The Wall Street Journal reports that home prices are rising at the fastest rate since the beginning of the housing crash. One data firm found house prices rising by 6 percent in the last quarter alone. Freddie Mac’s estimates are lower, at 4.8 percent, but this is still the fastest single-quarter increase since 2005. On top of this, Fannie and Freddie look set to post some of their first profits in years—another sign that the market for mortgages is thawing:
Rising home values helped lift Freddie to a $3 billion profit, its best showing since the mortgage-finance company was taken over by the U.S. government four years ago. Freddie’s larger sibling, Fannie Mae, which hasn’t yet reported second-quarter earnings, posted a $2.7 billion gain for the first quarter.The main force behind the home-price gains appears to be a shortage of homes for sale. The number of properties on the market is down sharply from a year ago. Meanwhile, demand is up, as mortgage rates have dropped to their lowest levels in at least 60 years.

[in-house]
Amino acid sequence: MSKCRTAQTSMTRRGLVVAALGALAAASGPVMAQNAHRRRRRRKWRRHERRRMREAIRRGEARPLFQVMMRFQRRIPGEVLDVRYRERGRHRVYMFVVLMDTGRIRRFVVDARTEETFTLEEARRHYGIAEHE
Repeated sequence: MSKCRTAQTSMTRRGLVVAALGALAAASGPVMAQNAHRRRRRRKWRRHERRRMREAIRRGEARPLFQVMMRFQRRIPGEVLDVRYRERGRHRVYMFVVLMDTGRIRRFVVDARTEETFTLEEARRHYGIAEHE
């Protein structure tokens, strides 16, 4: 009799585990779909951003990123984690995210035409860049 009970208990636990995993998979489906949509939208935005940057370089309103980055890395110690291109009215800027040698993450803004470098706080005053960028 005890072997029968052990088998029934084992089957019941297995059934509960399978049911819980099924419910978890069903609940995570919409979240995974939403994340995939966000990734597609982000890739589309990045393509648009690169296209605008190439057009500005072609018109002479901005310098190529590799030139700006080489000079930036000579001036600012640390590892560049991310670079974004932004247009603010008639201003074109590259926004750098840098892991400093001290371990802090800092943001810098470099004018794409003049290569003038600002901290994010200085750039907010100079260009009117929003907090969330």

Part of the increase comes from banks processing foreclosed homes more slowly, decreasing the supply of homes for sale. But it’s always a good sign when Americans feel confident enough to spend more money on housing after a major crash. And because many families have made significant investments in their homes, a rising market means rising wealth for Americans as a whole.